The Internet of Things will only work if everyone sits down and plays nice with each other, so it is somewhat against the spirit of the whole thing that there are currently (at least) two consortia competing to create the definitive industry standard. It is even more troubling when a member leaves over an IP dispute, as happened last August when Broadcom left the Open Interconnect Consortium set up by Intel.
Creating industry standards is always a tricky issue. It forces fierce competitors to lay down their arms and collaborate on something that will be fundamental to the future success of their products. It compels them to embrace a concept usually anathema to their business model and company culture: open source IP policies. But without shared IP there cannot be an Internet of Things; there can be a proprietary Nest Network and a proprietary Philips Network, but not a true Internet of Things.
The body managing the proposed standard must tread a treacherous path between an IP policy that ensures openness and interoperability and one that is acceptable to members with valuable IP portfolios. It must draw a clear line between what is included in the standard, the IP equivalent of the DMZ, and what companies can claim as their own territory in the open competitive landscape.
Broadcom reportedly left the OIC because they didn’t feel their patents would be sufficiently protected. OIC members are required to sign up to RAND-Z terms, meaning Broadcom would have been forced to offer reasonable and non-discriminatory licenses with zero royalties for any code they contributed that was subject to a patent. By rejecting these IP policies, Broadcom planted a flag in the sand for other OEMs who see the advantages of joining a collaborative group such as the OIC but are concerned about losing control of their IPRs.
So when The AllSeen Alliance released their IP policy on patents last week, they understood how crucial the issue was to existing members and the future success of the Alliance. Their AllJoyn framework code is already covered under copyright by the ISC open-source license, but up until last week the issue of patents had not been directly addressed. As the Broadcom debacle over at the OIC demonstrated, the issue is complicated yet crucial.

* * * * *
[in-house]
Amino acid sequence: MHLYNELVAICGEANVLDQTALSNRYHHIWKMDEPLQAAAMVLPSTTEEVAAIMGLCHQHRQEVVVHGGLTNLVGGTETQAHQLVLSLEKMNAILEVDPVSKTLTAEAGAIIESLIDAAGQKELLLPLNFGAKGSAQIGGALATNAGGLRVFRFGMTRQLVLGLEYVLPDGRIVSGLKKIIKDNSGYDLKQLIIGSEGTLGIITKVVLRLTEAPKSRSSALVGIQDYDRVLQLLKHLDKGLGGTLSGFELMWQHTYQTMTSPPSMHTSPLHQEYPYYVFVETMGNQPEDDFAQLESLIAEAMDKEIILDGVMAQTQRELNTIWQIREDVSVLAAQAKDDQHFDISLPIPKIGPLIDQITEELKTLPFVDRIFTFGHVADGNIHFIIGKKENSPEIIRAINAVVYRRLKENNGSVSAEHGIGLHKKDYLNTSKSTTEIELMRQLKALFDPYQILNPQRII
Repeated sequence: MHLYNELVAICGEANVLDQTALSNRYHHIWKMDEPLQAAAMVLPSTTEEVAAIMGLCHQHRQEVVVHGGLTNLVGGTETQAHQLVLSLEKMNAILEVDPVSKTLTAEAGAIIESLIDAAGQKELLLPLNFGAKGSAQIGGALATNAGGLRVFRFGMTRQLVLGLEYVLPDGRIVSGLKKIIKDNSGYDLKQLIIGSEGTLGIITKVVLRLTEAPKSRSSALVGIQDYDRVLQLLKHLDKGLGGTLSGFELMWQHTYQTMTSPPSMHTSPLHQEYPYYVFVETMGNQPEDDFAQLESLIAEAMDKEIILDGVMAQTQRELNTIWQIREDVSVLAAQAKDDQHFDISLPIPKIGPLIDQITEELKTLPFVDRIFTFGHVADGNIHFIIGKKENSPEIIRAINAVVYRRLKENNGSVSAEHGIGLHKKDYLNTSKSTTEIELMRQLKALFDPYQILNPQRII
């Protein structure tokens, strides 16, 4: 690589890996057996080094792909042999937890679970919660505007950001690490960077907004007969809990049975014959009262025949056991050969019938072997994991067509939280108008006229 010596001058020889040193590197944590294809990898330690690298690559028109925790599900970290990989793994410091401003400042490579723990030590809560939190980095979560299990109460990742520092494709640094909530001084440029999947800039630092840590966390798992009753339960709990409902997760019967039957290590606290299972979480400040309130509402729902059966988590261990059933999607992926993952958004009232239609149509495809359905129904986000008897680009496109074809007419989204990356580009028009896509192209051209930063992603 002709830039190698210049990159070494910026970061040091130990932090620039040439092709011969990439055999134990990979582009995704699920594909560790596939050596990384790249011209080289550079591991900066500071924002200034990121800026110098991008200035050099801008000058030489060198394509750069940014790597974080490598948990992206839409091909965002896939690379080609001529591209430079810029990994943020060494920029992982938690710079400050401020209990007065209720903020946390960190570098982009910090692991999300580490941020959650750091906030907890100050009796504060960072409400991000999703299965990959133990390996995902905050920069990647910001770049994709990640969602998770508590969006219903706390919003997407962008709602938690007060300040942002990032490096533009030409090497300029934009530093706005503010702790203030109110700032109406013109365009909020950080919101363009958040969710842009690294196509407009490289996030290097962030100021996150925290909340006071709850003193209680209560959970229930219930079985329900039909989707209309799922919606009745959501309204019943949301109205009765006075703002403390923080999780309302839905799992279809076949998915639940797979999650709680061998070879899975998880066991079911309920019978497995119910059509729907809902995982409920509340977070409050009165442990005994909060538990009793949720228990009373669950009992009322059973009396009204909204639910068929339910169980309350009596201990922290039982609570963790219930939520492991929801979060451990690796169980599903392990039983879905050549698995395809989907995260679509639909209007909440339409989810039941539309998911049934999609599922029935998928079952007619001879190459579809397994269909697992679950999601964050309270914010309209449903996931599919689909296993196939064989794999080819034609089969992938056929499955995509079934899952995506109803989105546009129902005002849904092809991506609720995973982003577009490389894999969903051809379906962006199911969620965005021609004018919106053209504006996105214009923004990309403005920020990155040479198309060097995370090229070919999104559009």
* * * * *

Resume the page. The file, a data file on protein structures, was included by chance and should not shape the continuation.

AllSeen’s cautious, consultative approach now seems prudent. They waited until they had built the certification and compliance program. Then, once members had a better understanding of the environment, they moved onto a patent policy.
Although there are plenty of standard open source licenses available, according to Philip DesAutels, senior director of IoT at the Linux Foundation, which hosts the AllSeen Alliance, there were no “off the shelf” options that could fit the IoT environment and satisfy stakeholders.
"What we're announcing now is an IP policy that sits on top of the ISC copyright license, to add the patent pledge in," DesAutels said in a press release. “The best approach proved to be starting with well understood patent pledge terms and aligning them to the goals of the Alliance.”
Essentially, anyone who goes through the certification process with the AllSeen Alliance gets a pledge that none of the members of the Alliance will sue for use of their technology. After certification they even get to use the Designed for AllSeen logo without paying any licensing or membership fee.
Critically, it has an enforcement provision, so that if a member company decides to sue for infringement, all the other AllSeen member companies will defend the certified device, app, or service maker against their fellow Alliance member. So while it’s substantively different from the IOC’s IP deal, which lets members license the protocol for free, it effectively gets the same result. Meaning startups can safely join with established OEMs to get on with building the Internet of Things.
It’s obvious that interoperability is crucial to the success of any IoT standard and can’t be hamstrung by an overly restrictive IP policy. Similarly, those with valuable patent portfolios must be brought into the tent and can’t be expected to forgo their IPRs, as Broadcom’s exit from the IOC demonstrated. Has The Allseen Alliance struck the right balance? We’ll see who gets on board in the coming months. Broadcom may well be a bellwether.
(note: Two Bulls is a member of the AllSeen Alliance however the views expressed here are solely our own and do not necessarily reflect any official positions of the Alliance nor of any other Alliance Members.)